Exam Information for Students and Parents

When you are entered for an exam, you will be entered for some time in a 1 month period (always during school term time). We will not find out the exact date until a few weeks before the exam.

There are 4 parts to the ABRSM exams: scales, pieces, sight reading and aural. Pieces are worth 30 marks each, for a total of 90 marks. Scales are worth 21 marks. Sight reading is also worth 21 marks. The aural test is worth 18 marks. The total number of marks available is 150. 100 marks are needed to pass, 120 for a merit, and 130 for a distinction.

1) Scales

You will be asked to play some of the scales and arpeggios you have been learning. You will either be asked to play them legato (slurred) or tongued.

Take your time when asked to play, and think through both the speed of the scale/arpeggio and also the key signature (# and b's). Make sure you have a big breath of air and enough support to play the whole scale. Ideally scales should be played in one breath.

Scales should be practised every day.

2) Pieces

You will perform 3 pieces in your exam, 2 will be accompanied by the piano. One piece is unaccompanied. I do not offer exam accompaniment, so you must find your own accompanist who is willing to rehearse the pieces with you, and if possible help with the aural practice part (see below). I can help with finding a pianist if needed. It is also worth noting the pianist will charge you for rehearsals and the exam. Make sure your pianist is available for the exam period for which you are entered.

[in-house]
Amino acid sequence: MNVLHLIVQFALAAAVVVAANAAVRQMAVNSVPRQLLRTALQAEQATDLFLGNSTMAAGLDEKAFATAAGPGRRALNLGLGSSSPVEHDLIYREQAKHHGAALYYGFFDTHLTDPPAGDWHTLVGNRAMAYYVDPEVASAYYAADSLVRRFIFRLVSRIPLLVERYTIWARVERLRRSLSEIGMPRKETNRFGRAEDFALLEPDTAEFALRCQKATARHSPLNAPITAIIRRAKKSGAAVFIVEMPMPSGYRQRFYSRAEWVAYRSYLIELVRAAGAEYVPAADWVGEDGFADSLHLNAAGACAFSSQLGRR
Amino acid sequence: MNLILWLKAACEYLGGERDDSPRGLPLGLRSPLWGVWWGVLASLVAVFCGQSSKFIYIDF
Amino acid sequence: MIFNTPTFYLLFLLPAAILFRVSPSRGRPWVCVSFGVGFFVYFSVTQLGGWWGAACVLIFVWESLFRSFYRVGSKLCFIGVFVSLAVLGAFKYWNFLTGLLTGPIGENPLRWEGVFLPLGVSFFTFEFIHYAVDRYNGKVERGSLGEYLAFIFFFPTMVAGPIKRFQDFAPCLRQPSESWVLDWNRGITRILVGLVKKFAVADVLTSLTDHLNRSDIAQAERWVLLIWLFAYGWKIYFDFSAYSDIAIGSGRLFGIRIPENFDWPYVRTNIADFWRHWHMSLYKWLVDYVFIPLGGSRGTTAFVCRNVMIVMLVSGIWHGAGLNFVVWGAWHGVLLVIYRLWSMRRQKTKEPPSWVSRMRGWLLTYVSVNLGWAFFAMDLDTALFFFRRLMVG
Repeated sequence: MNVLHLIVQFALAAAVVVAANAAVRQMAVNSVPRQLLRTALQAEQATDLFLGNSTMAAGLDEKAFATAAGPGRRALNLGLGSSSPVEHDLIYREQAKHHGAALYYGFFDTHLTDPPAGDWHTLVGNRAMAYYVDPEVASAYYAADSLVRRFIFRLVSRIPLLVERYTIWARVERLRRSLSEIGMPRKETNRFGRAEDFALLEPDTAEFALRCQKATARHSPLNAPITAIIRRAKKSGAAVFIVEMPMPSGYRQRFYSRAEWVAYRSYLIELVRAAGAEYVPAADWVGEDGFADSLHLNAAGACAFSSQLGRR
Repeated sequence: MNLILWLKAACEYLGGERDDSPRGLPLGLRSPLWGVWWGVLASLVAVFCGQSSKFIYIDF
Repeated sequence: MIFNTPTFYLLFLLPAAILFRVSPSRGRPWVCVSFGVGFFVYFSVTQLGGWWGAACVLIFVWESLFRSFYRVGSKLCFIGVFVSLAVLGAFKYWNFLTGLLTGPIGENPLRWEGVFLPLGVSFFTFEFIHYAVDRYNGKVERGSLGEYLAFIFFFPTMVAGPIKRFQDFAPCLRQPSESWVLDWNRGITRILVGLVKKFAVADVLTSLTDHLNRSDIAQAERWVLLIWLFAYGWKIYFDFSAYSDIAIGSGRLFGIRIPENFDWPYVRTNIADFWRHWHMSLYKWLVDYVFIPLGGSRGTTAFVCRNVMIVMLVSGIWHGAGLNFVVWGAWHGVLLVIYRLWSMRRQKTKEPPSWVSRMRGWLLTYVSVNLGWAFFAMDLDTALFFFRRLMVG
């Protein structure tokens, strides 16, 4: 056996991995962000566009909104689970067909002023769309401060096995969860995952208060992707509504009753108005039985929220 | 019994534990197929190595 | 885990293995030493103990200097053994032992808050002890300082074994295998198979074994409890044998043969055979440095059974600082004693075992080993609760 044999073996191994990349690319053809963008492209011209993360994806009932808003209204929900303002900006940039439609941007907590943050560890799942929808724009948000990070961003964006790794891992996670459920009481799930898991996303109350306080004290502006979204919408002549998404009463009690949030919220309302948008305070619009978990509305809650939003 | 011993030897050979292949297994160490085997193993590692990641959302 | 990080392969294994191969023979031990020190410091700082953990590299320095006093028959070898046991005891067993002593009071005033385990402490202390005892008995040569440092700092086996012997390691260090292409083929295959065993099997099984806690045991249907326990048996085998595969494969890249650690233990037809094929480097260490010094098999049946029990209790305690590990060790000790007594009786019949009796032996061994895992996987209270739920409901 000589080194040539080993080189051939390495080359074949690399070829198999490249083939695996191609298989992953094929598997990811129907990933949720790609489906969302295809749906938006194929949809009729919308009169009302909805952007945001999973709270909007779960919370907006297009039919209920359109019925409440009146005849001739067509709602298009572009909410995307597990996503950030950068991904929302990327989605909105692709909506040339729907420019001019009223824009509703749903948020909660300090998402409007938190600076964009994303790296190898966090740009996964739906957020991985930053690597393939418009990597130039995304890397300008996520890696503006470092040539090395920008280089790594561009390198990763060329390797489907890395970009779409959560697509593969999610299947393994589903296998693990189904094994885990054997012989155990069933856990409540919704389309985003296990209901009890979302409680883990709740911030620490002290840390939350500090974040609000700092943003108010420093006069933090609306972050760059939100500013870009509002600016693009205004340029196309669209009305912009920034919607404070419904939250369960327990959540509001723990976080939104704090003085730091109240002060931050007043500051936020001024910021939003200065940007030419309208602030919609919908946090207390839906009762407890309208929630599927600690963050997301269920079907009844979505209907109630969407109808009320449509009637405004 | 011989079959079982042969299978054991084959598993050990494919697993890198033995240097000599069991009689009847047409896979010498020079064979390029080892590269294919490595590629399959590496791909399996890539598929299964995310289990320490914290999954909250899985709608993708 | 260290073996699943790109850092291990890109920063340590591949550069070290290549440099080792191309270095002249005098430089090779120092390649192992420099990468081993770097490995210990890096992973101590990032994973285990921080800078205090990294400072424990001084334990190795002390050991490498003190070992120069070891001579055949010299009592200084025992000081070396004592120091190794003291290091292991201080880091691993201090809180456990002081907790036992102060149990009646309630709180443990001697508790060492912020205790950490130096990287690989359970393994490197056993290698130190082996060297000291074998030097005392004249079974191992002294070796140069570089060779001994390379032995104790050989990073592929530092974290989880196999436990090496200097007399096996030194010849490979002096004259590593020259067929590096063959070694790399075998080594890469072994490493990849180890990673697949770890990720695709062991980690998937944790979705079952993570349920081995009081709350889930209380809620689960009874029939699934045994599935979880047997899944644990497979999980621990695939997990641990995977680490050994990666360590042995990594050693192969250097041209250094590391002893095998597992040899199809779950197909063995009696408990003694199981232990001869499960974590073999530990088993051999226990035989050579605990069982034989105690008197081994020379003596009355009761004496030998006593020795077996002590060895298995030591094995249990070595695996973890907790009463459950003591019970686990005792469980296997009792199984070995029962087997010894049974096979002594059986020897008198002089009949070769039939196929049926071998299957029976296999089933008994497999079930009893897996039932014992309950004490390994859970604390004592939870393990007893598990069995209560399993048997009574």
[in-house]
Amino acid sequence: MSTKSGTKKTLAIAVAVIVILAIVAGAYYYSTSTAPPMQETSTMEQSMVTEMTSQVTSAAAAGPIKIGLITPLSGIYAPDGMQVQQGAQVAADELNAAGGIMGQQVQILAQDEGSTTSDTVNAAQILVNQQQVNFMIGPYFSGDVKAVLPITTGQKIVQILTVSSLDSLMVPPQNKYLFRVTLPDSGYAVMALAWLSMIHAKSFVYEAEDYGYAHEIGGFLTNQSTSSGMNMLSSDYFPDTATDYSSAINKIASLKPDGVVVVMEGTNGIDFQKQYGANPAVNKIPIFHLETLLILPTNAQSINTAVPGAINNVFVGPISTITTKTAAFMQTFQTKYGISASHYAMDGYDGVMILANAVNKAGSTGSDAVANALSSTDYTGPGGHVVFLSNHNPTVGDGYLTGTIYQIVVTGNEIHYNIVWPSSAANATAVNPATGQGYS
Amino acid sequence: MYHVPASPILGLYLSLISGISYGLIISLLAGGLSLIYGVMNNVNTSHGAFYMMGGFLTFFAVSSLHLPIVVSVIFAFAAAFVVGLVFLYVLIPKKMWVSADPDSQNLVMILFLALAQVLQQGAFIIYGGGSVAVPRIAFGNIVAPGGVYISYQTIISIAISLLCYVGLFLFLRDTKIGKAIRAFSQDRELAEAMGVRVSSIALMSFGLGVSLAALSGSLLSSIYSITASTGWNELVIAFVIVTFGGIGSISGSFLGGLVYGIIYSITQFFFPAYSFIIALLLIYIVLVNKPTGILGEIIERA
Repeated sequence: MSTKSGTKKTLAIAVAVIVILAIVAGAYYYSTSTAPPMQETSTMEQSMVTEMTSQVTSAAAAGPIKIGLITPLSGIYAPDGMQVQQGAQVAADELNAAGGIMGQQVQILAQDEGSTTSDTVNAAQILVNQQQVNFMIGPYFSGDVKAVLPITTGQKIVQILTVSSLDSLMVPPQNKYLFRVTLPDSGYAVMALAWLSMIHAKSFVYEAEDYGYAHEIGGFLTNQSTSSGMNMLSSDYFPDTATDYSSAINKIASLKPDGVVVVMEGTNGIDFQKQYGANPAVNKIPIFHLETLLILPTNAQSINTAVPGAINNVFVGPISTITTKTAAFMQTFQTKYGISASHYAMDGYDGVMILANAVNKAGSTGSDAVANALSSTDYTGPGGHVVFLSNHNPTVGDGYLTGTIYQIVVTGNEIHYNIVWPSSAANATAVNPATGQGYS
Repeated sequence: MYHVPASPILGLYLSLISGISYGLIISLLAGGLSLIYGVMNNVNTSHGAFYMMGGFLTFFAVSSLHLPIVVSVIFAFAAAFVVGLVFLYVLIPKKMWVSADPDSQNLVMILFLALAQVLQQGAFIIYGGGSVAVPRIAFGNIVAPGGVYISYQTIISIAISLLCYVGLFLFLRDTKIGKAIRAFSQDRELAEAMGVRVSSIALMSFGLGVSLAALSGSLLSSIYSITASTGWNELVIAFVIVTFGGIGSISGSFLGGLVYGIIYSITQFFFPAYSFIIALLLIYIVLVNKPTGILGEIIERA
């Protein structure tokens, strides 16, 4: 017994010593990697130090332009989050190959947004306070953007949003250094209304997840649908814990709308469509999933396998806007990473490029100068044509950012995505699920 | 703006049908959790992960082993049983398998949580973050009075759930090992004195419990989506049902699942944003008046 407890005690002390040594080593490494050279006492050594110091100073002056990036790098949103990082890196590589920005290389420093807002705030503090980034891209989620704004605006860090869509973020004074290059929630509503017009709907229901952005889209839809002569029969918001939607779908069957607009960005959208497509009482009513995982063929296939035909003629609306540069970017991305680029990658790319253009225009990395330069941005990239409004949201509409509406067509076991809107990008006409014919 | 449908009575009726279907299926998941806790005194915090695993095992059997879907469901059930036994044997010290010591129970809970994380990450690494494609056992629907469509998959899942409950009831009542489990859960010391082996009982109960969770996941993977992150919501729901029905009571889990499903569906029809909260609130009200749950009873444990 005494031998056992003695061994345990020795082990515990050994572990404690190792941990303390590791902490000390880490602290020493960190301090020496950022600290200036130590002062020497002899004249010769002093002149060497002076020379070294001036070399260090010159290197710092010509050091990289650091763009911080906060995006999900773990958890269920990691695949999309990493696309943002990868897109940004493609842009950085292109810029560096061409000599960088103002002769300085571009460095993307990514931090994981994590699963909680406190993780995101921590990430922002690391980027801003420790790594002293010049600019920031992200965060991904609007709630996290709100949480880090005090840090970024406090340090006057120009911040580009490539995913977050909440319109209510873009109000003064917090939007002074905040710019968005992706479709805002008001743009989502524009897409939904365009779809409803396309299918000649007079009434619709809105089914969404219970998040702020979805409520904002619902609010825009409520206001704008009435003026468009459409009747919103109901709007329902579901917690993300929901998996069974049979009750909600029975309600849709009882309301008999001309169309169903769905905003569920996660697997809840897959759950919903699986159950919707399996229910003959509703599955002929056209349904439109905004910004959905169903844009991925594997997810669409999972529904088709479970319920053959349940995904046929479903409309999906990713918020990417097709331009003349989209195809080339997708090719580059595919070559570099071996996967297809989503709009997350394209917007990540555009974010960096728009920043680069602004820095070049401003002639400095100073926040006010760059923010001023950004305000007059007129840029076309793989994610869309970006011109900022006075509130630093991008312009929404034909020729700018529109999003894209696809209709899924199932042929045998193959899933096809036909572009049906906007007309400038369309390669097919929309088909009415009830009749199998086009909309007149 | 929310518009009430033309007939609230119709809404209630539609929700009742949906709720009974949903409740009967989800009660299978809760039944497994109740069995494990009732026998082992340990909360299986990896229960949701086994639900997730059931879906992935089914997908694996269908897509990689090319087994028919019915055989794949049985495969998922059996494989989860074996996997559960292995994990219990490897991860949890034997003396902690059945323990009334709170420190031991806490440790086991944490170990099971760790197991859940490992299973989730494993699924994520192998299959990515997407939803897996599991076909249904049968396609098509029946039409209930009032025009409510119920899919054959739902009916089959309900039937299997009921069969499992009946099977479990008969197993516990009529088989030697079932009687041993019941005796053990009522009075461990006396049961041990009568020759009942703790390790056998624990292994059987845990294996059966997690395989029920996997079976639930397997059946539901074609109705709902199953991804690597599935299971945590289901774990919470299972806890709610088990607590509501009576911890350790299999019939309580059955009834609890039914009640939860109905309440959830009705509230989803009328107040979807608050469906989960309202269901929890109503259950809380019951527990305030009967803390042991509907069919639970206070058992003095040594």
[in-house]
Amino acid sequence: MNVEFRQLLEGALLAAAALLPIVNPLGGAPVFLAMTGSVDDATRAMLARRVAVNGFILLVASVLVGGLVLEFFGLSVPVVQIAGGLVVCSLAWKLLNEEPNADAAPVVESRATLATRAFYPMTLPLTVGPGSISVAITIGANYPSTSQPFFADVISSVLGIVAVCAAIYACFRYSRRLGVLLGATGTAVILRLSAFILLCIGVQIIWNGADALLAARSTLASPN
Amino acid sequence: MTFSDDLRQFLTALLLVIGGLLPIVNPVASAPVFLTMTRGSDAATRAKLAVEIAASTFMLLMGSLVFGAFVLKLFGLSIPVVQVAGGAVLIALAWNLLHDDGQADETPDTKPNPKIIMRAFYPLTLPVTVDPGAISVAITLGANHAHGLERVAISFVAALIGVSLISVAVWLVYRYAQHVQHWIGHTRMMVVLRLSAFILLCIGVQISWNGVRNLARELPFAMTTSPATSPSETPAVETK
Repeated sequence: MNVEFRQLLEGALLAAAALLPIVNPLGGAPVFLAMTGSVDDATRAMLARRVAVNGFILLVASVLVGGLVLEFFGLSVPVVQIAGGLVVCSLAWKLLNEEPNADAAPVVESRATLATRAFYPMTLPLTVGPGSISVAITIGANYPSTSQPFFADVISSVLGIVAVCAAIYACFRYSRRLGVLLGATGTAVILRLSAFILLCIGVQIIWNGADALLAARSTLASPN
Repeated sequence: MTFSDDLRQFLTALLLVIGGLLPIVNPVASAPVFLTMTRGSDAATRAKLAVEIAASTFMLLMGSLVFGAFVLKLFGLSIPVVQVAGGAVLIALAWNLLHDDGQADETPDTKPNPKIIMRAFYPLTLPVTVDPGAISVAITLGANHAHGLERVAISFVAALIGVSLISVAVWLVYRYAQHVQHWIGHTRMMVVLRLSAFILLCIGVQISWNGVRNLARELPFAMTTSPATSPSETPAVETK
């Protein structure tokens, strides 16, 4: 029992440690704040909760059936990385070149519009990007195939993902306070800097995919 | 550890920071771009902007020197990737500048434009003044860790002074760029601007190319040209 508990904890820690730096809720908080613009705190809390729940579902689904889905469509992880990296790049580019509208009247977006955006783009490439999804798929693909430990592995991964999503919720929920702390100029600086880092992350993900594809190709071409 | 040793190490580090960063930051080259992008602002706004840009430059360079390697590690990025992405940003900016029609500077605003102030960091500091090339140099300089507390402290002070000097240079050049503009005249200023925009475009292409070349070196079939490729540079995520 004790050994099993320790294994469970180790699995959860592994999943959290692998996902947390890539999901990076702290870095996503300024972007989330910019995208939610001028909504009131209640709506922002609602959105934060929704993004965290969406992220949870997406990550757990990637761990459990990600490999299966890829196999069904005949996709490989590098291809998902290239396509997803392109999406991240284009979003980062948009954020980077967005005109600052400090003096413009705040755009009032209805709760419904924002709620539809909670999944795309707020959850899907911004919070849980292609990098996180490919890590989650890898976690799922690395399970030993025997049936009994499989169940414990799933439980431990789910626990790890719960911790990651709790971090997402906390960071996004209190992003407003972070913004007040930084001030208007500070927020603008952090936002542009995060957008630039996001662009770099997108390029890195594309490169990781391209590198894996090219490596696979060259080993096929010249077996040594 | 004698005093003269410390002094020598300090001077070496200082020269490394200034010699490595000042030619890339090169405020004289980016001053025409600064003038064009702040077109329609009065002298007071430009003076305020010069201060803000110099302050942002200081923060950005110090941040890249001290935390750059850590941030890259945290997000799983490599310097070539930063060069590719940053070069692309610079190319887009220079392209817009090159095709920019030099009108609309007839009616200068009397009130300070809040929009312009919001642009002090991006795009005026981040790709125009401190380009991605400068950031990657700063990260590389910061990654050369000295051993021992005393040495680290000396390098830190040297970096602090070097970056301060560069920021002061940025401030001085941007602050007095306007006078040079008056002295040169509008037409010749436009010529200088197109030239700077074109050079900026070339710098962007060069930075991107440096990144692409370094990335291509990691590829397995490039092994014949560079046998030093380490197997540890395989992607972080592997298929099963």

Pieces are worth the majority of your marks, so this is where most of your practice should be focused.

3) sight reading

You will be given a short piece of music which you have never seen before. You will be given 30 seconds to look at the music and practise any difficult passages. After this time the examiner will expect a prompt response.

Tips for sight reading:

  • Look at the key signature, try to remember what sharps and flats, if any, need to be played.
  • Look at the tempo marking at the start of the piece and try and stick to a steady speed.
  • Consider the time signature - how many beats are in the bar? You will need to keep this in mind as you play.
  • Look at the dynamics. Try and pay close attention to these as you play.
  • Look out for difficult rhythms/jumps in the music. Find the most difficult bar and practise this first. What speed can you comfortably manage to play this?
  • Finally, keep going, and don't stop if you make a mistake.

4) Aural Test

These are variable depending on the grade you are taking. Practise as much as you can before the exam. A prompt response is required here, and knowledge of Italian terms is encouraged, particularly where dynamics are being discussed.

Information From the Exam Board

If you have an apple ipad or iPod, this aural training app may be of use.

In-depth guide to exams (PDF file).

Brief guide to exams (PDF file).